Well that was fun, right? It’s safe to say few viewers considered the New Orleans Saints drafting an offensive player in the first round of picks in this weekend’s NFL Draft, much less an offensive tackle, but here we are. We’re going to take a brief look around the NFC South to review the Saints’ picks and check in on the competition with an assist from the good folks over at Pro Football Focus, who charted every FBS Division 1 game in the 2016 season. PFF’s live blog is a great up-to-the-minute primer on every draft selection this weekend.
The team’s first selection was unexpected but very welcome. The Saints’ defensive backfield was battered with injuries, causing Sterling Moore and B.W. Webb to start most of the year; together, Moore and Webb combined for just three interceptions. The Saints were fortunate to have Ohio State Buckeyes corner Marshon Lattimore fall into their laps, who Saints head coach Sean Payton later claimed was the third- or fourth-highest graded prospect on their board. Here’s PFF’s take on Lattimore, a 20-year old who stands 6-foot-0, weighs 193-pounds, runs a 4.36-second 40-yard dash, and allowed 14 of his 35 targets to go incomplete last year:
Three quarterbacks and three wide receivers in the top 10 pushed down some very talented defensive players, and the Saints were happy to capitalize. Marshon Lattimore is the premier prospect in a deep cornerback class, and a fantastic selection for a team that needs defensive back talent. Lattimore only allowed a QB rating of 30.2 last season when opposing quarterbacks threw into his coverage. Lattimore also showed his ball skills by making 10 plays on the ball in 2016 (four interceptions and six passes broken up). Lattimore only allowed two of 12 go routes thrown into his coverage to be caught last season, and will go a long way in improving the Saints’ coverage ability. — Jordan Plocher, @PFF_Jordan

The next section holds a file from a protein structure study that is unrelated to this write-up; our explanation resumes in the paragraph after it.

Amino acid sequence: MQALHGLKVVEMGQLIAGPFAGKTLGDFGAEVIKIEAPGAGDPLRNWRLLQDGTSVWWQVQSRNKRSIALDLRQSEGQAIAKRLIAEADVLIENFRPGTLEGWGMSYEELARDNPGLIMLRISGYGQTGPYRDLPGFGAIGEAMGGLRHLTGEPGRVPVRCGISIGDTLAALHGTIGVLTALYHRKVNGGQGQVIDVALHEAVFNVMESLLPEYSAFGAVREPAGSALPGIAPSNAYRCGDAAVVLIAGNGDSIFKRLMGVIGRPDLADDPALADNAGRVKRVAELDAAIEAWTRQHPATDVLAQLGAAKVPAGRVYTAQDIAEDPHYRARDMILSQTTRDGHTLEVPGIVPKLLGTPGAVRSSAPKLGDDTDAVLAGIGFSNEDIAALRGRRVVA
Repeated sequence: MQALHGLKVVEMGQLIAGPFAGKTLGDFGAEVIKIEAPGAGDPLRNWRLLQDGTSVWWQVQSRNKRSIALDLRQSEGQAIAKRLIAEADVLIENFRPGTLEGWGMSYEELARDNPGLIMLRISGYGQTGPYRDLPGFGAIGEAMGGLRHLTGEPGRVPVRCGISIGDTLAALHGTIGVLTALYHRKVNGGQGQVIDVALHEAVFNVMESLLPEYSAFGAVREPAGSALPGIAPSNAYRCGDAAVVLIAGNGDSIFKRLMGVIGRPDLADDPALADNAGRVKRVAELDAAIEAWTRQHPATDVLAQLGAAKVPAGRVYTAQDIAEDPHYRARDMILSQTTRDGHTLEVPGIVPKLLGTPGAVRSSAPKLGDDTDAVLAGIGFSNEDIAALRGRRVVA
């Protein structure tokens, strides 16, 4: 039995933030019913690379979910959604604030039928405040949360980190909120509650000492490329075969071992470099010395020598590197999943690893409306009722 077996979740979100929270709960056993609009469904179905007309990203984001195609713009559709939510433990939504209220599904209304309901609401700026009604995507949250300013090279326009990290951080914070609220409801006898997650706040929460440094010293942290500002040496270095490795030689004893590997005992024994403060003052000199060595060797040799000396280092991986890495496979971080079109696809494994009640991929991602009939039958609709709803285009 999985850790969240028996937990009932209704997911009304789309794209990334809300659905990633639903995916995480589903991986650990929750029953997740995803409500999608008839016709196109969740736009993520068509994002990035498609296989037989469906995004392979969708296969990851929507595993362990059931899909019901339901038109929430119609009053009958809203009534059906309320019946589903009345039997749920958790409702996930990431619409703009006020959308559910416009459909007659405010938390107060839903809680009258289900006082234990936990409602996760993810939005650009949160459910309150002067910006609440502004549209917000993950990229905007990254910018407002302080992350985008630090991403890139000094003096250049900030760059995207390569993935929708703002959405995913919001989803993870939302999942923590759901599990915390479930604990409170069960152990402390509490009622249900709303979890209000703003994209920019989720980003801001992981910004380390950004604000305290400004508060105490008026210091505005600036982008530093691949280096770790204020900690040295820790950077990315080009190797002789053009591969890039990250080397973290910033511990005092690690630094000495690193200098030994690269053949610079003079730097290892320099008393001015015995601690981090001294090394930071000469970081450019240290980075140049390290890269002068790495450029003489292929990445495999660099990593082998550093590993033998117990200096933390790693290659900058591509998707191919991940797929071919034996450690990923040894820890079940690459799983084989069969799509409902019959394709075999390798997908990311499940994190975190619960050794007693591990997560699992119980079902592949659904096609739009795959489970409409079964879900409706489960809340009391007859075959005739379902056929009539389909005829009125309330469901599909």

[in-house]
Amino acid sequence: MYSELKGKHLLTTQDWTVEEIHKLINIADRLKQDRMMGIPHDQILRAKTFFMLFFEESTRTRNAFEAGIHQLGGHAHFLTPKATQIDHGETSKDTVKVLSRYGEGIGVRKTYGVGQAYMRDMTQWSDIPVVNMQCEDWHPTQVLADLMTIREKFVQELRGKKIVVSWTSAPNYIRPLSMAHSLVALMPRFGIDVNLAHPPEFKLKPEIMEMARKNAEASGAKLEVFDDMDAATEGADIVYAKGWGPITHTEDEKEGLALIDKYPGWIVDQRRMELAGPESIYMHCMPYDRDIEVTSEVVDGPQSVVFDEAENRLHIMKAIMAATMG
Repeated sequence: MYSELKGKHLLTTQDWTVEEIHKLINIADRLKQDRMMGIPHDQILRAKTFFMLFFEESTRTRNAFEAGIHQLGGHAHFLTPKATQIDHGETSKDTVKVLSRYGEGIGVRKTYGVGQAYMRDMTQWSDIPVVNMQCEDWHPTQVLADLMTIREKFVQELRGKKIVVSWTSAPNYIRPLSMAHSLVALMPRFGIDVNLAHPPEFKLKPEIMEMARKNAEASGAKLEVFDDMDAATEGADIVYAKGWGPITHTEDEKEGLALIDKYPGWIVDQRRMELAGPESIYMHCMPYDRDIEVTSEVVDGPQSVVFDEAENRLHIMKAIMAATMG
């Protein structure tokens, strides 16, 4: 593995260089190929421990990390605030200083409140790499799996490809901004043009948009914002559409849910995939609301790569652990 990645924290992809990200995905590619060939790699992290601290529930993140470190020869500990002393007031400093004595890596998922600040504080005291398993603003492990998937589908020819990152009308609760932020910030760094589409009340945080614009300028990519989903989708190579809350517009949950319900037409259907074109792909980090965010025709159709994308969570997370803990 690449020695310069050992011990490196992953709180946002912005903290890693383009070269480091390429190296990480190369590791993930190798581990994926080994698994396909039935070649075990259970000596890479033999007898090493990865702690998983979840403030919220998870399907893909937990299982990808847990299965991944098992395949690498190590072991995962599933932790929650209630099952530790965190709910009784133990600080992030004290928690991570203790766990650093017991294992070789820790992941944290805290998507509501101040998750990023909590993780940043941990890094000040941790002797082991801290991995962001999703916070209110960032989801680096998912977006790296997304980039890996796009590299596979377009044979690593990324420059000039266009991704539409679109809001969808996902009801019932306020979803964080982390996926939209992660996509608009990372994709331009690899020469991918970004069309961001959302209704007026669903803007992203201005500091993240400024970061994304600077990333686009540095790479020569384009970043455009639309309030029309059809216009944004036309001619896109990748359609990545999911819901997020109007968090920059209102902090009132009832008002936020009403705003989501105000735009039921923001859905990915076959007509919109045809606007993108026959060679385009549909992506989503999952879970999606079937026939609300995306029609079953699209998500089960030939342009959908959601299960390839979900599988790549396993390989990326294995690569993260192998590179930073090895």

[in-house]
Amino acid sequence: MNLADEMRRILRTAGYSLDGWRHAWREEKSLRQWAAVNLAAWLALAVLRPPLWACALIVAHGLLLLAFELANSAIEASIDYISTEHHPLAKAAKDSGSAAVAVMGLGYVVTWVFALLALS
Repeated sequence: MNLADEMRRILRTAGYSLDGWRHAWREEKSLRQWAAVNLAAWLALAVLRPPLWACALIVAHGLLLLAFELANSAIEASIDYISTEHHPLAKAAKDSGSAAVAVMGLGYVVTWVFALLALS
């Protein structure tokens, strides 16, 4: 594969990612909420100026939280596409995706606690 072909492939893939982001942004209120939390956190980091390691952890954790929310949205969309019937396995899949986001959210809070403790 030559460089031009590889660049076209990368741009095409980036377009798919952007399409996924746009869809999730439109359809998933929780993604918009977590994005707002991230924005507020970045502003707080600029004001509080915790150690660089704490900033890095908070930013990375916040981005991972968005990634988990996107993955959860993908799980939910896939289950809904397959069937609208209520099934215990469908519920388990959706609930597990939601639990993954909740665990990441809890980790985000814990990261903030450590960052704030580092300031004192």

The Saints did their homework on this offensive line class. It’s notoriously thin in talent, with draft guru Gil Brandt saying it was the least-appealing position group he had seen in nearly 60 years of covering the draft. This was the first time no offensive linemen were picked in the first 19 selections since 1952! So getting the top guy in Wisconsin Badgers tackle Ryan Ramczyk (a prospect they reportedly had rated as the 15th- or 16th-best draft prospect in the entire class) at the end of the first round is a coup. Here’s what PFF analysts Jordan Plocher and Taylor Wright had to say about the pick:
The Saints were able to add PFF’s top-rated offensive tackle in the draft class in Wisconsin’s Ryan Ramczyk with the final pick of the first round. He only played one year of FBS football, but was dominant in 2016 at Wisconsin, and never allowed more than two pressures in any game. Ramczyk uses athleticism and quick feet to help him shut down pass-rushers, and his pass blocking efficiency mark of 97.5 ranked 15th in the draft class. Ramcyzk only allowed one sack, three QB hits, and eight hurries on his 378 pass-blocking snaps in 2016. — Jordan Plocher, @PFF_Jordan
Ramczyk is the most refined offensive lineman in this year’s draft. He performed well in Wisconsin’s power blocking schemes, generating great movement in double-teams at the point of attack. Ramcyzk showed versatility in his run-blocking ability; however, and his natural size and ability to press and control defenders in pass protection will be of value to New Orleans. — Taylor Wright, @PFF_Jordan